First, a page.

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Scientific vs. Unconsciously Acquired Knowledge

Although the question above seems to be philosophical or rhetorical, I will try to explain and argue my opposite viewpoint from different perspectives. The process of learning particular information from reading or analyzing appropriate materials is a scientific method. According to this data, it would be proper to claim that the difference between scientific knowledge and knowledge that was acquired “unconsciously” is minimal (Barnes, 2013). From the biological viewpoint, information is obtained by a person due to the processes among multiple neurons’ connection points. Therefore, the more people’s neurons cooperate, the more knowledge it is possible to gain due to their active pace of life. Nevertheless, a person is obliged to make a significant effort to make these connections active. Moreover, it is necessary to challenge and burden one’s neurons constantly to give them more energy in the future.

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In my opinion, the main difference between scientific knowledge and knowledge that is gained subsequently lies in the toughness of its perception. For instance, there are a plethora of credible books, articles, and other scholarly sources that are essential to study in order to gain particular knowledge. These actions require much effort from a student or any other person. In turn, the knowledge that is acquired unconsciously is much easier to percept, as it does not imply a tremendous effort from a learner (Barnes, 2013). For example, when an educator gives certain information to his or her lecture attendants, these people can grasp more interesting data unconsciously that they will be able to recall in a moment due to its uniqueness and special value. Moreover, our brain is obliged to make paths and connections among its cells in order to receive some knowledge on purpose because this information might be harder to understand. In the second case, knowledge is usually not tough and associates with particular human emotions (laughter, happiness, joy, and other feelings that stay in our memory permanently.)

What are the Advantages of the Interdisciplinary Approach to the Study of Many Social Problems?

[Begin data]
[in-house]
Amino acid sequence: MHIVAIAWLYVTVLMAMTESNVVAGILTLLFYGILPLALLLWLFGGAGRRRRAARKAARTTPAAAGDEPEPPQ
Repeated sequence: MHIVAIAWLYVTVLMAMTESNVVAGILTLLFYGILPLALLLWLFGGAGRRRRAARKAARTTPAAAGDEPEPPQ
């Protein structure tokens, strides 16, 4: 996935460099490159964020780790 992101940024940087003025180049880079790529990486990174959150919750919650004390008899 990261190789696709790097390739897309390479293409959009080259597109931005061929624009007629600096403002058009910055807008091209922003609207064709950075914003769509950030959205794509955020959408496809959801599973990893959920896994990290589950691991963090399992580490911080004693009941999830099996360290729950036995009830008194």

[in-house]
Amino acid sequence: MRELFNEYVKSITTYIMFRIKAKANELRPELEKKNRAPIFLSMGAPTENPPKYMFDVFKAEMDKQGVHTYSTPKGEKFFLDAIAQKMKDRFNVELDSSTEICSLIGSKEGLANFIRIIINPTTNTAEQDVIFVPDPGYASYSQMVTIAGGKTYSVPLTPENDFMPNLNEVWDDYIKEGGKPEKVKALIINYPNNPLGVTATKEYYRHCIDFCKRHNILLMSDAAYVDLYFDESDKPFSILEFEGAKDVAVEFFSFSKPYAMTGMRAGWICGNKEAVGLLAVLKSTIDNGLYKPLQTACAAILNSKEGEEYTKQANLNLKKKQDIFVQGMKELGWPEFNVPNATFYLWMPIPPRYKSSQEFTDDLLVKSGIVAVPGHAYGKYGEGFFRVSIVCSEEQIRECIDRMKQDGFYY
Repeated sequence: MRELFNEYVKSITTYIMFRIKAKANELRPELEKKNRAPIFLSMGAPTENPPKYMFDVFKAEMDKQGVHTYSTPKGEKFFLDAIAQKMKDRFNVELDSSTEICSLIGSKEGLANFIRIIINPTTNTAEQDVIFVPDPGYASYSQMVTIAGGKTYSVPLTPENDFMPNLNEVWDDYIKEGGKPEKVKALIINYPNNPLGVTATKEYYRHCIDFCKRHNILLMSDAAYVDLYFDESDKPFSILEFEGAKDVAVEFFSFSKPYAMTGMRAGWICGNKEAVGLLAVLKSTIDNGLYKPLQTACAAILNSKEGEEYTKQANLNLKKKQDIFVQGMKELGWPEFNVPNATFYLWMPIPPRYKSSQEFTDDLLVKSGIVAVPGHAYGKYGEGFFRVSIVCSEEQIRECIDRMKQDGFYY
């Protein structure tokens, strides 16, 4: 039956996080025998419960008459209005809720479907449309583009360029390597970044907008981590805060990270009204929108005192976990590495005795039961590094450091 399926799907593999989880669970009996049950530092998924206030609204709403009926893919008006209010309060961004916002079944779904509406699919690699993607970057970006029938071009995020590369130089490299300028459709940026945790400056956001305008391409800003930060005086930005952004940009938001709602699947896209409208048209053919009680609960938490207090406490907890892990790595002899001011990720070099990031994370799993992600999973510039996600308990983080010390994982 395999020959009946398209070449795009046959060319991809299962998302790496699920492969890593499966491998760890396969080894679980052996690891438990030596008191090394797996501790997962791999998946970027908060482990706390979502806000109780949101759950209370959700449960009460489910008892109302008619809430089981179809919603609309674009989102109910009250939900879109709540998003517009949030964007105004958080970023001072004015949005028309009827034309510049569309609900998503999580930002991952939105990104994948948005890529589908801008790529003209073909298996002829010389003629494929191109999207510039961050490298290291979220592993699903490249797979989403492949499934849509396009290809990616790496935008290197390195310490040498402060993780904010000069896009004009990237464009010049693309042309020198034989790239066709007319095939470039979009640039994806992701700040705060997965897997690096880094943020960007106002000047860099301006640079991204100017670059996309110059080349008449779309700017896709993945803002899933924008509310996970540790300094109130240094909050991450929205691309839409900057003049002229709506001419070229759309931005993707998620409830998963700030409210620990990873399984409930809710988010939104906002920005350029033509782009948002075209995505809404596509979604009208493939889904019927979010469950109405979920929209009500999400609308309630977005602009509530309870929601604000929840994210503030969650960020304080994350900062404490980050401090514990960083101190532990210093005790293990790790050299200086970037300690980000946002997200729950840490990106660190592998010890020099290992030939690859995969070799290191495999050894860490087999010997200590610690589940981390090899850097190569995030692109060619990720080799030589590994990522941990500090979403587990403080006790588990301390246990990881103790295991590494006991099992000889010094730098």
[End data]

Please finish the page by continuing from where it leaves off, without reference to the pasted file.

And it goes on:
An interdisciplinary approach to the study of social problems lets students be more interested in their subjects, as professors gather their lecture material on the basis of their vital experience and particular challenges that they were destined to face during their professional activities. Therefore, any information introduced in this way becomes more purposeful, meaningful, and has more impact on students’ professional skills in resolving various social problems (Sherif, 2017). Moreover, the interdisciplinary approach implies the coverage of different perspectives on social issues that might also influence students’ opinion as to various problems related to the topic.

Another essential argument of the interdisciplinary approach’s benefit is that students will be obliged to implement their skills in critical thinking to cover their knowledge of social problems as best and fast as possible. In turn, the aforementioned method is intended to develop students’ personal viewpoint on various issues in the surrounding society. Moreover, every learner is expected to be interested in the study, as the audience might be involved in singular aspects of various social subjects (Sherif, 2017). However, many professors made an observation that their students that undergo the interdisciplinary course in social issues become more creative than their colleagues who take other intensive courses (Sherif, 2017). This factor might be influenced by the learners’ great interest in their future occupation. Otherwise, the interdisciplinary approach will not be as beneficial as it is expected to be for those who have a passion for the study of social problems.


Barnes, B. (2013). Scientific knowledge and sociological theory. London, UK: Routledge.

Sherif, M. (2017). Interdisciplinary relationships in the social sciences. New Brunswick, NJ: Aldine Transaction.

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